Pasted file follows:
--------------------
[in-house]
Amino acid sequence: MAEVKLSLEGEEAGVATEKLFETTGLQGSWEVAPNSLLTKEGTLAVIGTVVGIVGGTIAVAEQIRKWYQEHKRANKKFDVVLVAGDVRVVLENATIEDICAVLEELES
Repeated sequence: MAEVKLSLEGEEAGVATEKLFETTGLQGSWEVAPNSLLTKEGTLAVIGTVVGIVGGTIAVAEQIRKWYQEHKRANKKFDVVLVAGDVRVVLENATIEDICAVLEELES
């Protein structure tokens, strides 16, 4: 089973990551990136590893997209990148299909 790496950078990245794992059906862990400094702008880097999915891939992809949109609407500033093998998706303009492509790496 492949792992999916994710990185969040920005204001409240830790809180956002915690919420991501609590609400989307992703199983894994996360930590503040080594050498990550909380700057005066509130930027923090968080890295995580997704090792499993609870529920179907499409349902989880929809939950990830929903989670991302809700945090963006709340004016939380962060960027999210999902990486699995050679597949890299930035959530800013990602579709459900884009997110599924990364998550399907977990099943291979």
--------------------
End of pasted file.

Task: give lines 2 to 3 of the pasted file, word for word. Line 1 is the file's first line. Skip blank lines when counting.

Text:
Amino acid sequence: MAEVKLSLEGEEAGVATEKLFETTGLQGSWEVAPNSLLTKEGTLAVIGTVVGIVGGTIAVAEQIRKWYQEHKRANKKFDVVLVAGDVRVVLENATIEDICAVLEELES
Repeated sequence: MAEVKLSLEGEEAGVATEKLFETTGLQGSWEVAPNSLLTKEGTLAVIGTVVGIVGGTIAVAEQIRKWYQEHKRANKKFDVVLVAGDVRVVLENATIEDICAVLEELES